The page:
In September 2018, Domino’s launched a nationwide marketing campaign called Paving for Pizza. The basic premise was that potholes were causing the systematic destruction of pizzas during delivery, so Domino’s built an app that allowed customers to report potholes which Domino’s would then fix. In the weeks following the launch, the campaign got a lot of buzzes and with good reason.
Potholes are ubiquitous in cities across America.
In fact, in an increasingly polarized political climate, few issues bring both ends of the political spectrum together like the issue of potholes. Whether you are a cattle rancher in Montana, a pizza delivery driver in the suburbs of Milwaukee, or even an entrepreneur in California, we can all agree on a mutual hatred of potholes.
And while Domino’s campaign was a light-hearted spin on the issue, the situation is nothing short of a crisis.
In most of the country, roads are key lines of communication that people depend on for getting to work, attending school, running businesses, and accessing healthcare, so finding a solution is not just preferable it is necessary. Unfortunately, local governments don’t have the resources to do so.
Hiring the necessary employees to monitor, report, and fix potholes is too expensive for most government agencies. The advent of the internet helped mitigate this problem but only to a limited extent. Cities implement online 311 services that elicit pothole data from the citizenry, but again, a lack of resources prevents governments from hiring the necessary web developers and UX designers to build a mobile-optimized, intuitive app that citizens actually want to use.
Within this quagmire, we propose a first-of-its-kind bottom-up solution that allows government agencies to efficiently crowd-source pothole data from the general public using state-of-the-art conversational technology at an affordable price point.
Our technology helps citizens connect to the city making the process simple, enjoyable, and engaging while streamlining city processes. The result is two-fold: happy citizens and significant savings in resources.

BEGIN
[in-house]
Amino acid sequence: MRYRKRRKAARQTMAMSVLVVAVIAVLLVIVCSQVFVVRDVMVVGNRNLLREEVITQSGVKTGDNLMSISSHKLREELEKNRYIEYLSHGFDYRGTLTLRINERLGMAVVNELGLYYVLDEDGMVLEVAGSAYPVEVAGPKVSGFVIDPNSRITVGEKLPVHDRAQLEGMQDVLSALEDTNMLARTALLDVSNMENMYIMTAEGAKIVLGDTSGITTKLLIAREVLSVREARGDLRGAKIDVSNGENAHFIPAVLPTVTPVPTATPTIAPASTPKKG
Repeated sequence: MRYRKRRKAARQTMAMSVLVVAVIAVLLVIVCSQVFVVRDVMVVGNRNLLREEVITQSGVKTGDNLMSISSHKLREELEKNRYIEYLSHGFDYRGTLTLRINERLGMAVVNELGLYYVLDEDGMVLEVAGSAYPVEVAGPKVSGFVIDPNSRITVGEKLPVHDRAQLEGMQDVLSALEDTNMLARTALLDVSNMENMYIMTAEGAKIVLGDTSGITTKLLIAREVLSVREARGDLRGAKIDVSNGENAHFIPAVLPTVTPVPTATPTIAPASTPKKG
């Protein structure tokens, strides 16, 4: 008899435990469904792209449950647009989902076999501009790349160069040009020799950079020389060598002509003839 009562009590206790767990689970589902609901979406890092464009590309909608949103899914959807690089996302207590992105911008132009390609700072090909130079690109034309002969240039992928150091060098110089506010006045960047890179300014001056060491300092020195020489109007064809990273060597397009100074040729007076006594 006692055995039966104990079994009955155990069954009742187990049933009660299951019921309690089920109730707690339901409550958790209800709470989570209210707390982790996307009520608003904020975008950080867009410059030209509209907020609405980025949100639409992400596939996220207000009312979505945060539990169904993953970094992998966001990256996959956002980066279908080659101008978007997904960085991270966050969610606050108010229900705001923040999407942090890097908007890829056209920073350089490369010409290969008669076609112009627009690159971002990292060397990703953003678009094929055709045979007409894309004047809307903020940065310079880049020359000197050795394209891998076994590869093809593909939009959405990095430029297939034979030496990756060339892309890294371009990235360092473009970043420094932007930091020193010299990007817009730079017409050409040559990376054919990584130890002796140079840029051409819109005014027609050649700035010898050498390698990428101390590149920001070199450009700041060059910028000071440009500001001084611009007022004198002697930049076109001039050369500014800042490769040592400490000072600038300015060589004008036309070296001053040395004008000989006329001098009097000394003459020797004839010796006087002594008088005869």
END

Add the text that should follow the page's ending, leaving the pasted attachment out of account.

The issue with reporting issues like potholes has less to do with getting people to report and more to do with improving the ways that people can report.
They have the ability to quickly communicate issues with accuracy because they are the stakeholders who use city infrastructure every day. If their complaints could be conveyed to city officials in a seamless manner, cities could handle issue resolution in a much more efficient way.
But this is not the case.
Most 311 reporting systems today are inefficient and archaic. From automated phone trees to uninspiring web forms, cities don’t make it easy for citizens to report their very real concerns.
Citizens are the eyes and the ears of the city.
From the perspective of the government official as well, these methods of information capture are far from ideal. Inefficient reporting often means that government officials waste hours wrangling garbled voicemails and convoluted emails from concerned citizens. The mental toll of carrying out such repetitive work every single day is what causes the high levels of frustration, and attrition amongst government employees.
To make matters worse, there is seemingly no way to fix this problem. Government organizations at all levels struggle to acquire the necessary resources to function at full potential. A perfect storm of budget restrictions and the high cost of hiring, training, paying, and replacing staff ensure that agencies cannot retain the staff necessary to field all citizen inquiries efficiently or build the digital infrastructure necessary to automate this process.